“O Ancient World, before your culture dies, Whilst failing life within you breathes and sinks, Pause and be wise, as Oedipus was wise, And solve the age-old riddle of the Sphinx
That Sphinx is Russia. Grieving and exulting,
And weeping black and bloody tears enough,
She stares at you, adoring and insulting,
With love that turns to hate, and hate–to love.”
– “The Scythians”, Alexander Blok
September may be giving way to the spooky season that is October, but it’s already been an exciting month here at the Frida with our Soviet September series, co-presented with the South East European Film Festival! Including everything from philosophically-minded sci-fi films by Andrei Tarkovsky like Stalker and Solaris to Sergei Eisenstein’s landmark silent movie Battleship Potemkin and Elem Klimov’s harrowing anti-war epic Come and See, the series gathered a whopping nine movies from over the 70 or so years the USSR existed to give modern American audiences the chance to see them for themselves on the big screen. While communism may have gone the way of the dodo well before some reading this were even born, the ability of these movies to arouse emotion and compel one’s conscience remains long after the parting of the Iron Curtain.
But of course, it would be a mistake to think that the story of Russian film simply ends with the fall of the Soviet Union. Far from it, the Russian Federation has seen the development of its own distinct cinema, reflecting the increased freedom of expression that came with the end of the old communist censorship regime. This expression has given filmmakers in Russia and its near abroad—the USSR, it should be remembered, included 14 other countries across Europe and Asia besides Russia—the opportunity to honestly address any number of significant topics and issues in that region. With the alarming revival of Cold War-type tensions between the US and Russia in recent years, the invaluable insider’s perspective of films made in the post-Soviet space is all the more vital in informing and, often, correcting our perception of this much-misunderstood part of the world.
With any luck, the following selection of movies will help in some small part to advance such understanding and give readers a greater appreciation of not just Russian film, but also the rich, complicated history and culture of Russia itself.
Although Russian national cinema’s reputation doesn’t quite precede it the way that, say, French or Japanese cinema do, the Russians are no slouches when it comes to churning out critical darlings. Indeed, one of the most notable Russian films of the past decade, Andrey Zvyagintsev’s Leviathan, won tremendous acclaim abroad, competing for the Palme d’Or at the Cannes Film Festival in France and garnering an Academy Award for Best Foreign Language Film here in the States. Inspired by the story of Marvin Heemeyer (he of the “Killdozer” fame), Zvyagintsev also drew from the biblical Book of Job to weave a story about a man living in a small, seaside town who disputes the local authorities’—and in particular, the corrupt, booze-swigging mayor’s—claim to his property. With its frank, despairing portrayal of life in the Motherland, the film received a chilly reception from conservatives and the country’s Ministry of Culture (which, ironically, provided funding for the movie) but praise from others for trying to tackle the political and social problems of contemporary Russia.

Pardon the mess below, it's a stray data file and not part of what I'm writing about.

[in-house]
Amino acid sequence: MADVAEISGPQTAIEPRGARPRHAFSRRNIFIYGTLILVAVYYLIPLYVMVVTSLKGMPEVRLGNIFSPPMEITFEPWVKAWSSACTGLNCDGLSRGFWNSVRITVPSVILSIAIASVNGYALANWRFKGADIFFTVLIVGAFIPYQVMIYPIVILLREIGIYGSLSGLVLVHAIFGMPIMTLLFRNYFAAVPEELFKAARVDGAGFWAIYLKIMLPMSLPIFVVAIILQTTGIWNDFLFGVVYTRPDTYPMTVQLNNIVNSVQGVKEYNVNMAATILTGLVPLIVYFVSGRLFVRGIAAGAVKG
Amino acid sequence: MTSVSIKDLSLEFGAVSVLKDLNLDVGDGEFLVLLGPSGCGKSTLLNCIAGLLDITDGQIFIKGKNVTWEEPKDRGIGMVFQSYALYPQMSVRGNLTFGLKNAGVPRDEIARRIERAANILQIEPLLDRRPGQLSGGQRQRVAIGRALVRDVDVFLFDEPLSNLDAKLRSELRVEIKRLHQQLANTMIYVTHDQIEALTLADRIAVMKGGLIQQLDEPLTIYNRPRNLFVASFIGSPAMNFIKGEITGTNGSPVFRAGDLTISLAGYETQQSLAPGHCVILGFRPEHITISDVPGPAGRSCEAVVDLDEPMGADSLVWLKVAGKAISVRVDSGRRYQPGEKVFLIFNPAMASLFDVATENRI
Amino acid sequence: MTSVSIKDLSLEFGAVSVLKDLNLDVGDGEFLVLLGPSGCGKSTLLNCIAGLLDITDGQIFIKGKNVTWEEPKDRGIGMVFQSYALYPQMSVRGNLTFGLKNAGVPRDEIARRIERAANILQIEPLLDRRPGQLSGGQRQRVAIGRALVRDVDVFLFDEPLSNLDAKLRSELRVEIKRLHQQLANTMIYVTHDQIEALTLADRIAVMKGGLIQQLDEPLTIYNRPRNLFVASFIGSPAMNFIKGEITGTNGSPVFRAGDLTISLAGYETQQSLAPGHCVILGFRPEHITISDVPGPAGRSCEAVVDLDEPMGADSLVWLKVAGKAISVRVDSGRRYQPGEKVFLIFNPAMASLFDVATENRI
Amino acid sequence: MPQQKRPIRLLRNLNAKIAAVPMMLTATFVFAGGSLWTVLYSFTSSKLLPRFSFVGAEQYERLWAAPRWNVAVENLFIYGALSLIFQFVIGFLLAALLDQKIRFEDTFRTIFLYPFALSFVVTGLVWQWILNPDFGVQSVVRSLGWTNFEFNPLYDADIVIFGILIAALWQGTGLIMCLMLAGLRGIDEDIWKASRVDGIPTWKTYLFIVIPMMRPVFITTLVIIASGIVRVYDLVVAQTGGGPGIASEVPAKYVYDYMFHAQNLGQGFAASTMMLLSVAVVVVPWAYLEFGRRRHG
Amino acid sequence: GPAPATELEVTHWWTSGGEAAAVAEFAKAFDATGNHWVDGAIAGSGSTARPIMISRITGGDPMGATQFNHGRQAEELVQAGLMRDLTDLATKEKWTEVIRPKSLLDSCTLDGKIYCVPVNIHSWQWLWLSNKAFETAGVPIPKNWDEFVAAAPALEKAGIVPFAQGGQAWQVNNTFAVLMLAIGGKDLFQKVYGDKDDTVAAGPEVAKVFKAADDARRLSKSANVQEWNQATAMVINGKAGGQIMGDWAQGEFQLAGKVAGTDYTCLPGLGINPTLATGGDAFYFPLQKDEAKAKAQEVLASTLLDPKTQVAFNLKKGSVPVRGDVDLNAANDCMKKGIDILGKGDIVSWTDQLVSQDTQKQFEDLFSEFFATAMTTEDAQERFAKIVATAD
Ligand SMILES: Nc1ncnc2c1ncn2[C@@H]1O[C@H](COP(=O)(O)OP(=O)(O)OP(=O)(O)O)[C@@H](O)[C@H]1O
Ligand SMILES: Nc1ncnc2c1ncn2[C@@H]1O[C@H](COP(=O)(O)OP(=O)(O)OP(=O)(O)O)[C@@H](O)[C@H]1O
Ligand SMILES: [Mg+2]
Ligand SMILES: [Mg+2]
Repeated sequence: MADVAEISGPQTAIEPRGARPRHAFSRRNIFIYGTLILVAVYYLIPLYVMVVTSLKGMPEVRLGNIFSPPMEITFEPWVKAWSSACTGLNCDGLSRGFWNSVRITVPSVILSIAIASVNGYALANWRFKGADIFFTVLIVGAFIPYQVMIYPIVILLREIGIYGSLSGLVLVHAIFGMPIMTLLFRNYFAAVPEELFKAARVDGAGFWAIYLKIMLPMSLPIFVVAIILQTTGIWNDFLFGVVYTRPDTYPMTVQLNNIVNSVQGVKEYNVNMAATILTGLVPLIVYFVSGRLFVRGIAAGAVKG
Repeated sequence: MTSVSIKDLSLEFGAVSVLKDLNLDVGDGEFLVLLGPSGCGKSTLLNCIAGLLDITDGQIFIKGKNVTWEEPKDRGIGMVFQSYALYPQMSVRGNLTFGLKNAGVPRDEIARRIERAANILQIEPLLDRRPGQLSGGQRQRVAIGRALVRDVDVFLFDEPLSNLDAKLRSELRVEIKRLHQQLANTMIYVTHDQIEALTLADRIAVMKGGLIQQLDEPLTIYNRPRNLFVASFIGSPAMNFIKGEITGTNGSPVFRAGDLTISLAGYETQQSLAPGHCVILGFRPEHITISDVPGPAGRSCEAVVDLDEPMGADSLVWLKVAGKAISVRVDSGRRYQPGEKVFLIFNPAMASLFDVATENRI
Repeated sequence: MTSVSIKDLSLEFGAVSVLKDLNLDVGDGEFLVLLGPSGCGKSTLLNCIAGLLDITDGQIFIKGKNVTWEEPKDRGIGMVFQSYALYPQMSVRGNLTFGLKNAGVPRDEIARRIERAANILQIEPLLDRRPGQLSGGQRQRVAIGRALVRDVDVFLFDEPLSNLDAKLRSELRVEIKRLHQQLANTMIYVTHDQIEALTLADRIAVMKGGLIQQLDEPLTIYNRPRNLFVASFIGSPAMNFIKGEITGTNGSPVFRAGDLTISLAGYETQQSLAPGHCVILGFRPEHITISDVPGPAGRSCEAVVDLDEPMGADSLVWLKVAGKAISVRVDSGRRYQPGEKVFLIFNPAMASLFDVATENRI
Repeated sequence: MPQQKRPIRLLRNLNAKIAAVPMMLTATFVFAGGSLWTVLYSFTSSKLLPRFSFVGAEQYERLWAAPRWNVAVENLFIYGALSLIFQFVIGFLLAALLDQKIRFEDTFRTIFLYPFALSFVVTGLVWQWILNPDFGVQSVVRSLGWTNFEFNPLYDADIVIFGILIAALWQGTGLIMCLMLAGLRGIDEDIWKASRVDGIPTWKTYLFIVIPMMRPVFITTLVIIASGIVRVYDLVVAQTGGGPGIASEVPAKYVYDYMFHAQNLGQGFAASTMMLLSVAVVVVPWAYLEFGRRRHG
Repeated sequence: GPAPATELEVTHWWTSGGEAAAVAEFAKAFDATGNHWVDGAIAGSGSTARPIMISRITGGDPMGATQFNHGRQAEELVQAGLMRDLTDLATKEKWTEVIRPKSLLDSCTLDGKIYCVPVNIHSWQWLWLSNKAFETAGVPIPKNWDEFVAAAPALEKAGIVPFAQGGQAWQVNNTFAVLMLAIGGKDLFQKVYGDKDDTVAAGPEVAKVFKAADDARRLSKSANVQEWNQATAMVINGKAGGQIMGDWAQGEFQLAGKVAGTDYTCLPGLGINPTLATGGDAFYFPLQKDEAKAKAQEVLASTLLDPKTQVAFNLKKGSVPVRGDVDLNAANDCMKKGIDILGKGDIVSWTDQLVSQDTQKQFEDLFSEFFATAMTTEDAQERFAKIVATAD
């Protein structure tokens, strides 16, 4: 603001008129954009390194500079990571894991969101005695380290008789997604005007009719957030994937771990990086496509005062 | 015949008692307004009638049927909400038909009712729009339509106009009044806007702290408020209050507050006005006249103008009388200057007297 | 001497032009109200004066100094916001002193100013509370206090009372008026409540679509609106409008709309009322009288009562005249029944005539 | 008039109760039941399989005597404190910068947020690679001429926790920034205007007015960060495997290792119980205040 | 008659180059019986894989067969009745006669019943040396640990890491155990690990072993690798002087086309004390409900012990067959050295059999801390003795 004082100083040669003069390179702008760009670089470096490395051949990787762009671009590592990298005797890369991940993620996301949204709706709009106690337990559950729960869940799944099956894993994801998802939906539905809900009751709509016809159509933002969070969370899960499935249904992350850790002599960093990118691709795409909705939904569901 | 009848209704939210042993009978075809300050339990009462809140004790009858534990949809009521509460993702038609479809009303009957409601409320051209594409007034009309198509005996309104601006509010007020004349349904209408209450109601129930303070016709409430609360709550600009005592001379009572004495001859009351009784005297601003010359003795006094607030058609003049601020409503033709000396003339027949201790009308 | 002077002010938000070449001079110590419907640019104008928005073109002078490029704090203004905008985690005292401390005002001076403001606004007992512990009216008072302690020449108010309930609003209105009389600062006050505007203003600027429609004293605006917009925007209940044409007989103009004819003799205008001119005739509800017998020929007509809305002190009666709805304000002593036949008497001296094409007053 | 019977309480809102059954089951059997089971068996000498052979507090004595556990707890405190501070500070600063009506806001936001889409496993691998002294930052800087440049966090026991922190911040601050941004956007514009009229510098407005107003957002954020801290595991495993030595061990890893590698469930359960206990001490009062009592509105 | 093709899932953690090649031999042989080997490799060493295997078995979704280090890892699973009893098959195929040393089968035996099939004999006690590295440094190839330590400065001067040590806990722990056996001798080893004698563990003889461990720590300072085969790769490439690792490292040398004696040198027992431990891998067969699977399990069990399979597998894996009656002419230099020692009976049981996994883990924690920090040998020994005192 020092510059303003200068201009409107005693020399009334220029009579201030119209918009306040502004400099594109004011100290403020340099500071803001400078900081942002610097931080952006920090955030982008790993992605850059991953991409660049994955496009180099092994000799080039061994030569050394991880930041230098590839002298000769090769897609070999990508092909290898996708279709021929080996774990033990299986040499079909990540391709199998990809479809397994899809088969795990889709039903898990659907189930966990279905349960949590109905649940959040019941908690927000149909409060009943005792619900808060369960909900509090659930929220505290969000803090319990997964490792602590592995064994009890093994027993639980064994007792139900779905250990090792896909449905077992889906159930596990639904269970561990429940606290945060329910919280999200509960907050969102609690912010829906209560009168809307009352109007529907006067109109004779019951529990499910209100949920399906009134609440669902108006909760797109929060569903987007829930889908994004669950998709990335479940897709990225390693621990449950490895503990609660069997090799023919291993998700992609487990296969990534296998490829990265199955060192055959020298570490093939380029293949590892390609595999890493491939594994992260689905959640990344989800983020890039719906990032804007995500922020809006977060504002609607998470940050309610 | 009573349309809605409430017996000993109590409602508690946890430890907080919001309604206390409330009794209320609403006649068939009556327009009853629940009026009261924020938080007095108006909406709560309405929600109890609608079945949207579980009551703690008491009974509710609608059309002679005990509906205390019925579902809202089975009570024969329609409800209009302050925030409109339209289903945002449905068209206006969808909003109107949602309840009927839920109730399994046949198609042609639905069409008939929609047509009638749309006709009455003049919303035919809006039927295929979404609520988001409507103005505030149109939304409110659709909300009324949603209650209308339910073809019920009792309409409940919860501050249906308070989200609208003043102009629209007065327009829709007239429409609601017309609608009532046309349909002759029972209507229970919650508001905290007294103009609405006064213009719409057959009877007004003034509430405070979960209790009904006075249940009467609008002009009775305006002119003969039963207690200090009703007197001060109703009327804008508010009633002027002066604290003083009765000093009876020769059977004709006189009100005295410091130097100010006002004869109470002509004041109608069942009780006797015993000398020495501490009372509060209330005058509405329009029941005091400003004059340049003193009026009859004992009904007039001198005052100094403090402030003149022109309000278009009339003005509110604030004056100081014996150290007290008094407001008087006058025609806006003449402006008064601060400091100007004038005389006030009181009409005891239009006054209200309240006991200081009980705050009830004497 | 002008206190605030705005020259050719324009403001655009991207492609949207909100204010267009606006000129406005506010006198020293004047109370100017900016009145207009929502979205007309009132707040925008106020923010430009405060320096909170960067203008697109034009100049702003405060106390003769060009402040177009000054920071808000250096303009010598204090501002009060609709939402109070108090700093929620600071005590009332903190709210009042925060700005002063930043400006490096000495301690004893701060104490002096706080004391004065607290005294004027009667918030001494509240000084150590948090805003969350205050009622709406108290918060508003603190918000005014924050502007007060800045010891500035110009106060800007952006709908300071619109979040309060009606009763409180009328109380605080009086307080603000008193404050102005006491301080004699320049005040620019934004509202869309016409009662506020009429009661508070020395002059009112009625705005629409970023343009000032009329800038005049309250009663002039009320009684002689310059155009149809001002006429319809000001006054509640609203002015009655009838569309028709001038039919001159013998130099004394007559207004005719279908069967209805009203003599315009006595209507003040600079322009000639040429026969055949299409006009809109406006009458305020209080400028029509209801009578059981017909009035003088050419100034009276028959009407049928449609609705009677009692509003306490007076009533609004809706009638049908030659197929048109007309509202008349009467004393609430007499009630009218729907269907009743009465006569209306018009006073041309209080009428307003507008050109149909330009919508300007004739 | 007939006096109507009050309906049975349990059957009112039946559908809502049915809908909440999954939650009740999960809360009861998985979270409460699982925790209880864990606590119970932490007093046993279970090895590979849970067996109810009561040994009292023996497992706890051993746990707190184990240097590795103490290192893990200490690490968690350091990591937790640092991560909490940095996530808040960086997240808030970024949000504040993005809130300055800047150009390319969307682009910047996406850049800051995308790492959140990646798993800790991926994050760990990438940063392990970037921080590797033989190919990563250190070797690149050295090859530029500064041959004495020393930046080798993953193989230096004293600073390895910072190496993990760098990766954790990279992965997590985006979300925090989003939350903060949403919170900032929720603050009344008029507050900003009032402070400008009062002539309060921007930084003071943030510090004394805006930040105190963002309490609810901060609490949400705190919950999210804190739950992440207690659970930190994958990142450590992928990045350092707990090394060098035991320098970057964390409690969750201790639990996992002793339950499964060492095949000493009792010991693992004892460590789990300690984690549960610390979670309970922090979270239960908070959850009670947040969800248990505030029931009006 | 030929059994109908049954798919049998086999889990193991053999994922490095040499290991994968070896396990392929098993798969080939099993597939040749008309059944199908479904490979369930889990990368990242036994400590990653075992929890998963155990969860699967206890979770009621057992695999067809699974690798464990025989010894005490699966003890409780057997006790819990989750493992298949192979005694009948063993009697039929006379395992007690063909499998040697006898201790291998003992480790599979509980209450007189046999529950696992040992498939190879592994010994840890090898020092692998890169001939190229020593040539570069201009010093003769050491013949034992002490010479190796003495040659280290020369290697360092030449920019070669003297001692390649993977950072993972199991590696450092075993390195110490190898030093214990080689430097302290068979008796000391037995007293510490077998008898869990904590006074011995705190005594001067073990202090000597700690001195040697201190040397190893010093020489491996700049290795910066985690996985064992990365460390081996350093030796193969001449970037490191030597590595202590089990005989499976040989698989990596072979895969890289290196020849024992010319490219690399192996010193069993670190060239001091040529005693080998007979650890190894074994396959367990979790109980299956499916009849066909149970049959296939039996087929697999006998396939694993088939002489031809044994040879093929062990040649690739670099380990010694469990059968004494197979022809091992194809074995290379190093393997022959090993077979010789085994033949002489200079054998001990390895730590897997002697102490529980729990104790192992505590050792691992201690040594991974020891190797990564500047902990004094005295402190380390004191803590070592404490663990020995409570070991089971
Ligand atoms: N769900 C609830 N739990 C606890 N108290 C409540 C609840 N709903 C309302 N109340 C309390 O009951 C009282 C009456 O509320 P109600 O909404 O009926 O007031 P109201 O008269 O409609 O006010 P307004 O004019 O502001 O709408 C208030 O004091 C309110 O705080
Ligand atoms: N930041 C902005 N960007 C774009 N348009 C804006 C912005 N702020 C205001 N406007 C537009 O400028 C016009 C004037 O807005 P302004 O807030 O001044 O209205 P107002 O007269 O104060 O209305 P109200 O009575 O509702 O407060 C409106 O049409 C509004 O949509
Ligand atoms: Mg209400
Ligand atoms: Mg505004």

In contrast to the cold setting and the detached feel of the film, protagonist Kolya is a hothead who brings emotional fire to his interactions with his family and his enemies. Blue collar and burning with zeal for his seemingly-doomed crusade to save his home, it’s hard to root for Kolya at first since he’s quick to anger and boorish towards his wife Lilya and son Roma. However, Aleksei Serebryakov puts in the necessary work to make the quixotic car mechanic grow into a better person and, consequently, grow on the audience. This growth is most observable in the scene where Kolya drops Roma off at school following the discovery that Lilya was having an affair with Dima, Kolya’s friend and attorney. When Roma brings the subject up, Kolya—in a warm, uncharacteristically calm voice and manner—simply tells him to forgive her and that she’s a good woman. Short but tender, it’s a moment that really humanizes our hitherto hard-to-like hero.
Set in the fictional northern town of Pribrezhny, Kolya’s surroundings are bleak enough to make you understand why he holds on so dearly to his house and land. Dominated by dull, gray buildings and bordered by the remains of wrecked ships, the atmosphere of depression and decay is amplified by Zvyagintsev’s predilection for long shots, providing panoramic views of the desolate landscape that Kolya and his family call home. As grounded in reality as the movie is, its dreary mood and the isolated environment it takes place in call to mind Tarkovsky’s Stalker. In fact, one scene—when the mayor has his goons rough up Dima—especially recalls the look of that movie, with the barren clearing and heavy fog almost making it appear that Dima and his assailants have driven out of Pribrezhny and into the enchanted, mist-filled “Zone” of Stalker.
“Set in the fictional northern town of Pribrezhny, Kolya’s surroundings are bleak enough to make you understand why he holds on so dearly to his house and land. Dominated by dull, gray buildings and bordered by the remains of wrecked ships, the atmosphere of depression and decay is amplified by Zvyagintsev’s predilection for long shots, providing panoramic views of the desolate landscape that Kolya and his family call home.”
Remote as the setting may be, there’s no handwaving the questions about power and its nature that the film raises as provincial concerns. The battle between Kolya and the mayor for the former’s land is a classic case of conflict between the individual and the state, a touchy yet topical subject in Russia under Vladimir Putin (whose face briefly appears in a portrait hanging on a wall in the mayor’s office). Even the title, Leviathan, evokes the 17th century political treatise by Thomas Hobbes as much as it does the Book of Job. Devising a state that not only has the might but the right to exercise total control over its citizens, Hobbes’ idea of unrestrained sovereignty echoes in the words of the mayor’s confidante—a bishop of the Russian Orthodox Church—who tells his powerful friend that “All power comes from God” before imploring him to crush the little man who stands in his way. These disparate influences and references are neatly united in the form of a whale skeleton that Roma rests by after running away from home, embodying the sea-dwelling creature of Job, the Leviathan state of Hobbes, and the self-serving corruption of the mayor all in one image.